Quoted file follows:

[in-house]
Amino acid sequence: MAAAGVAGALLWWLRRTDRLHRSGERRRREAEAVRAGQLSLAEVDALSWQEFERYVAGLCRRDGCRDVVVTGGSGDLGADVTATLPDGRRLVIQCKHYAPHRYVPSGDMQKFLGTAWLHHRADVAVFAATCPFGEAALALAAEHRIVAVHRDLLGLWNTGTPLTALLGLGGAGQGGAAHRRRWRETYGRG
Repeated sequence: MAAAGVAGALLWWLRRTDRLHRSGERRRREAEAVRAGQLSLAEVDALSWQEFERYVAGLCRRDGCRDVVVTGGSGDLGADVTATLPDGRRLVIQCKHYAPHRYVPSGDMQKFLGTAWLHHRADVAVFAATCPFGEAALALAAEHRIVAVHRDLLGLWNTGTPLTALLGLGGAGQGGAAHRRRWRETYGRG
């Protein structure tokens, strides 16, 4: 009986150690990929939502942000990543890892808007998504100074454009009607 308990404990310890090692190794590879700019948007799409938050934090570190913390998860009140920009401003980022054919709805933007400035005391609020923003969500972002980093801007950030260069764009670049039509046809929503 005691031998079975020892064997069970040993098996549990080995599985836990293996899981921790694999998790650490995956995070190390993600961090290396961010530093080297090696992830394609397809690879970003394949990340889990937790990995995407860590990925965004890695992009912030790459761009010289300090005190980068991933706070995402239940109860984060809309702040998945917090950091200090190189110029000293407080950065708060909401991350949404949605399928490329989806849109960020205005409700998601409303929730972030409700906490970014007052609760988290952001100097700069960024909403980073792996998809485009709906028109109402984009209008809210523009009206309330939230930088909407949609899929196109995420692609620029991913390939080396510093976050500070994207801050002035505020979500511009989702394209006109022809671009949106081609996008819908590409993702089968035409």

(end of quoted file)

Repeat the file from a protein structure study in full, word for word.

[in-house]
Amino acid sequence: MAAAGVAGALLWWLRRTDRLHRSGERRRREAEAVRAGQLSLAEVDALSWQEFERYVAGLCRRDGCRDVVVTGGSGDLGADVTATLPDGRRLVIQCKHYAPHRYVPSGDMQKFLGTAWLHHRADVAVFAATCPFGEAALALAAEHRIVAVHRDLLGLWNTGTPLTALLGLGGAGQGGAAHRRRWRETYGRG
Repeated sequence: MAAAGVAGALLWWLRRTDRLHRSGERRRREAEAVRAGQLSLAEVDALSWQEFERYVAGLCRRDGCRDVVVTGGSGDLGADVTATLPDGRRLVIQCKHYAPHRYVPSGDMQKFLGTAWLHHRADVAVFAATCPFGEAALALAAEHRIVAVHRDLLGLWNTGTPLTALLGLGGAGQGGAAHRRRWRETYGRG
């Protein structure tokens, strides 16, 4: 009986150690990929939502942000990543890892808007998504100074454009009607 308990404990310890090692190794590879700019948007799409938050934090570190913390998860009140920009401003980022054919709805933007400035005391609020923003969500972002980093801007950030260069764009670049039509046809929503 005691031998079975020892064997069970040993098996549990080995599985836990293996899981921790694999998790650490995956995070190390993600961090290396961010530093080297090696992830394609397809690879970003394949990340889990937790990995995407860590990925965004890695992009912030790459761009010289300090005190980068991933706070995402239940109860984060809309702040998945917090950091200090190189110029000293407080950065708060909401991350949404949605399928490329989806849109960020205005409700998601409303929730972030409700906490970014007052609760988290952001100097700069960024909403980073792996998809485009709906028109109402984009209008809210523009009206309330939230930088909407949609899929196109995420692609620029991913390939080396510093976050500070994207801050002035505020979500511009989702394209006109022809671009949106081609996008819908590409993702089968035409």